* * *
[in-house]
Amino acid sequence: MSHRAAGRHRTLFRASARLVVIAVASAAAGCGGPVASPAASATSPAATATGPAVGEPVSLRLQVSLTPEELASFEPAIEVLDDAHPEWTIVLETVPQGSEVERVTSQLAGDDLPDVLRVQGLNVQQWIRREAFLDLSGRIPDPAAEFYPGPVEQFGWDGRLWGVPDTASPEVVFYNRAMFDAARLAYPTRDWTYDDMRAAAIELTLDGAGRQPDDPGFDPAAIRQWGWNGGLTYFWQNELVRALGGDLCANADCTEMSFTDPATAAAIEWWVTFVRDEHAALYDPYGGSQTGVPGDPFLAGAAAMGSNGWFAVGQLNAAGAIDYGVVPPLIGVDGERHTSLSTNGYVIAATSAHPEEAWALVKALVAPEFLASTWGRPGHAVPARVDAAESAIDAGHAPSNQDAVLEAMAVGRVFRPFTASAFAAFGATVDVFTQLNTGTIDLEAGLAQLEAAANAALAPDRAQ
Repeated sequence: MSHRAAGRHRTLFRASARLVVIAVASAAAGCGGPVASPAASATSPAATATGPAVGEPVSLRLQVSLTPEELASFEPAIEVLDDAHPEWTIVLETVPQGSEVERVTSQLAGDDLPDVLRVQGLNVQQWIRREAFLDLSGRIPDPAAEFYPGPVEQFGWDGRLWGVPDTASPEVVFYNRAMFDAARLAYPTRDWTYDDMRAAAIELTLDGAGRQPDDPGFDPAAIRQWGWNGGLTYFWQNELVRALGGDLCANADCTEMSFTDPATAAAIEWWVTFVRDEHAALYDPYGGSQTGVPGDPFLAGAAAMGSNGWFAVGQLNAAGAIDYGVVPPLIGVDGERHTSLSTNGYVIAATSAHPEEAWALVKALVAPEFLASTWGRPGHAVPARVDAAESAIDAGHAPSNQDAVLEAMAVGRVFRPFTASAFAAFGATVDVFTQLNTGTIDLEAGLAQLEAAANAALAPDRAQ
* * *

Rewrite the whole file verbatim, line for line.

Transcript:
[in-house]
Amino acid sequence: MSHRAAGRHRTLFRASARLVVIAVASAAAGCGGPVASPAASATSPAATATGPAVGEPVSLRLQVSLTPEELASFEPAIEVLDDAHPEWTIVLETVPQGSEVERVTSQLAGDDLPDVLRVQGLNVQQWIRREAFLDLSGRIPDPAAEFYPGPVEQFGWDGRLWGVPDTASPEVVFYNRAMFDAARLAYPTRDWTYDDMRAAAIELTLDGAGRQPDDPGFDPAAIRQWGWNGGLTYFWQNELVRALGGDLCANADCTEMSFTDPATAAAIEWWVTFVRDEHAALYDPYGGSQTGVPGDPFLAGAAAMGSNGWFAVGQLNAAGAIDYGVVPPLIGVDGERHTSLSTNGYVIAATSAHPEEAWALVKALVAPEFLASTWGRPGHAVPARVDAAESAIDAGHAPSNQDAVLEAMAVGRVFRPFTASAFAAFGATVDVFTQLNTGTIDLEAGLAQLEAAANAALAPDRAQ
Repeated sequence: MSHRAAGRHRTLFRASARLVVIAVASAAAGCGGPVASPAASATSPAATATGPAVGEPVSLRLQVSLTPEELASFEPAIEVLDDAHPEWTIVLETVPQGSEVERVTSQLAGDDLPDVLRVQGLNVQQWIRREAFLDLSGRIPDPAAEFYPGPVEQFGWDGRLWGVPDTASPEVVFYNRAMFDAARLAYPTRDWTYDDMRAAAIELTLDGAGRQPDDPGFDPAAIRQWGWNGGLTYFWQNELVRALGGDLCANADCTEMSFTDPATAAAIEWWVTFVRDEHAALYDPYGGSQTGVPGDPFLAGAAAMGSNGWFAVGQLNAAGAIDYGVVPPLIGVDGERHTSLSTNGYVIAATSAHPEEAWALVKALVAPEFLASTWGRPGHAVPARVDAAESAIDAGHAPSNQDAVLEAMAVGRVFRPFTASAFAAFGATVDVFTQLNTGTIDLEAGLAQLEAAANAALAPDRAQ